I am unlike anyone else in my family, other than by looks. I am a good mix of my dad straight away and my Mom-mom (my mom’s mother) as I get older. In personality, my son has some of my traits. Or quirks. Take your pick. But beyond that, I don’t think many of them know what to make of me.
This morning’s excitement before I left for my volunteer was that I found the hose splitter. I had the plumber here to fix a leak in my shower yesterday and for some reason when he turned my water off, he unhooked my hose out front. That gave me the bright idea to put the splitter joint in before reattaching the hose. It took at least four trips into the garage and around the house, nosing in different drawers and across shelves to remember where I’d seen it last. However, I found it and it worked wonderfully.
No one else in the family would have been interested, much less excited by that. It made my morning.
My car smelled like three different kinds of fermented vegetables until about an hour ago; my friend gave me a bag of multiple goodies before we left the park — some hot curry, cooked rice, and three small but different types of kimchi. I made buffalo chicken last night so I have more than enough food to not cook for several days.
I’ll get to see my son tomorrow; it’s been since he was in hospital in the spring that I saw him last. It was late winter/early spring the last time I took him out for lunch. He’s making his own way in the world, sort of. So am I.
The word sounds about right for both of us.
Most people don’t believe the story of our lives when I tell it.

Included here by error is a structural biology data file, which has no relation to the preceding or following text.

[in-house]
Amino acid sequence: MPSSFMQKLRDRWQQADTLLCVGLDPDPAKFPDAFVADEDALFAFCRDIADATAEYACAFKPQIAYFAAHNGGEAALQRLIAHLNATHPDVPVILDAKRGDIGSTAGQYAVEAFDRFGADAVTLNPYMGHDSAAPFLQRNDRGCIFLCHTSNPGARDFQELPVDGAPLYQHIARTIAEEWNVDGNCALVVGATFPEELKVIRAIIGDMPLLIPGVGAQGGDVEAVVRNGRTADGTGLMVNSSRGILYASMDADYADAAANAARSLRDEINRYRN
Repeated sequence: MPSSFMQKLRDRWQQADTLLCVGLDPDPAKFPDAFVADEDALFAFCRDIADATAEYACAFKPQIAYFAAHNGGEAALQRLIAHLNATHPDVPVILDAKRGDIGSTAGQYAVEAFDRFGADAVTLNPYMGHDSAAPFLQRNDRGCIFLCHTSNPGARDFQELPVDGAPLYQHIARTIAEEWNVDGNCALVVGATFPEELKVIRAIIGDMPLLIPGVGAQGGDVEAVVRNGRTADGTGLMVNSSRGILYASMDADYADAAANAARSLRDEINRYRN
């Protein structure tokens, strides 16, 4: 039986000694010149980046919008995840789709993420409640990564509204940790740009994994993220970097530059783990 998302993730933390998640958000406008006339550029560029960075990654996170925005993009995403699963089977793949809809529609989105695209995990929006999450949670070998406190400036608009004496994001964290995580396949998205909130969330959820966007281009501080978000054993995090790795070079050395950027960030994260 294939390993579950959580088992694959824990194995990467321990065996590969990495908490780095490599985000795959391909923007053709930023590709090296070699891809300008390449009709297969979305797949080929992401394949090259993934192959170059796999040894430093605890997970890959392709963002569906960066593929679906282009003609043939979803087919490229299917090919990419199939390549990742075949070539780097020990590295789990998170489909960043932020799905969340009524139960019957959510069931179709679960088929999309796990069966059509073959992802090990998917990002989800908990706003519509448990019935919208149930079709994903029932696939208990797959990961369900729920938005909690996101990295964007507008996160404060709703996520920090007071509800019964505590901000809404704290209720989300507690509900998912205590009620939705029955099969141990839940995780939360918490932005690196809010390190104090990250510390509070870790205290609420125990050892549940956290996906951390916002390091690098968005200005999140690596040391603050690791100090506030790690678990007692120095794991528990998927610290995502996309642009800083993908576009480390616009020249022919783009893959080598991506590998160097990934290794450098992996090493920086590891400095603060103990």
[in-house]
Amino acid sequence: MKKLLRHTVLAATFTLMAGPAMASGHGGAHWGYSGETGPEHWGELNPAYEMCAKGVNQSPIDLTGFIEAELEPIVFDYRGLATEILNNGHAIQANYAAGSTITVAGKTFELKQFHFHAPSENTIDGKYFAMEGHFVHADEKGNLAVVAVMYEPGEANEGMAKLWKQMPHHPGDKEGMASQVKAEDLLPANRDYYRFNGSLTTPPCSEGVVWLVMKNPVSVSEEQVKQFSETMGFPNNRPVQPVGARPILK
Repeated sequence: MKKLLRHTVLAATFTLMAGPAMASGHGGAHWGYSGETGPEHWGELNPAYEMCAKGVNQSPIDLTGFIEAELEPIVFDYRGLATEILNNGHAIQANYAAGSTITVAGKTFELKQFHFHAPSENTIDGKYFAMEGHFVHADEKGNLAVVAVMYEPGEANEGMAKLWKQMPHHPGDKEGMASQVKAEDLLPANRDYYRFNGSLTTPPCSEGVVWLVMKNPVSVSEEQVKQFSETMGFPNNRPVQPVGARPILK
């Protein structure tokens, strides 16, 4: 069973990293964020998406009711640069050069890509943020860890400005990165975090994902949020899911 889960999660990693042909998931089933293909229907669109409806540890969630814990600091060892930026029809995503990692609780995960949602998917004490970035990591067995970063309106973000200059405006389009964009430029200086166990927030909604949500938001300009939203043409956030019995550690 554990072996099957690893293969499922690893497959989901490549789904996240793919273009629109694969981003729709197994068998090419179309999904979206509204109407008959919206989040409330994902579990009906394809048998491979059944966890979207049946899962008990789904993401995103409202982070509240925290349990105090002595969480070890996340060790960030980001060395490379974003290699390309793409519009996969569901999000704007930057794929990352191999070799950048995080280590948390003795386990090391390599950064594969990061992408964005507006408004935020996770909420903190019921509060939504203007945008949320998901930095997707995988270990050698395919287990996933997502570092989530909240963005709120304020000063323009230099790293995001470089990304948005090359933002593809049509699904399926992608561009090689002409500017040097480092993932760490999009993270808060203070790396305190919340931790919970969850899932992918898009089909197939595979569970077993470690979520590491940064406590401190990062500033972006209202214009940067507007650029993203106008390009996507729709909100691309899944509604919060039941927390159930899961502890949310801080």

I remind them that these are the early chapters and to stay tuned, because more is coming.
My son’s friend, the one who lives in the group home, calls me at least twice a week. We talk about things that she should have talked to her mom about when she was like 14 or 15. She’s 27 now, will be 28 in December. She said it was sad that I lived by myself, that Christopher had died. She remembers talking to him a long time ago. The fact that I have dogs, a cat, and fish does not make it any less sad for her that I live alone. She can’t imagine it. Being alone scares her.
I have never lived in the same confined space with more than a total of five people: when Christopher’s dad was alive, it was him, Christopher, our two children, and me. I am an only child and the first time I had to share a room with someone (at summer camp — oh, was that a nightmare in real life!) I was mortified.
It took me I don’t know how many days to actually go to sleep when I had to share a room at university with one other young woman. Again, mortified.
It took me more days to go to sleep when I first lived with the first husband. Probably the smartest I was during that time …
I stream Chillhop music most days, randomly chair-dancing when a particular favorite tune comes on. The dogs enjoy it, I think — both the Chillhop and the chair dancing.
I did those things when Christopher was here, so I can’t stop now. I guess he was eccentric, too.
My Sputnik lays next to her bowl and picks her food out, piece by piece. She puts it on the floor between her front paws and eats it a little at time.
Anyone would probably have to be to share this little sanctuary. I could tell you stories about Woola, who is part fruit bat and PJ the cat, who is neurotic and lives in the garage.
And it’s just fine, because we all have our own brand of weird.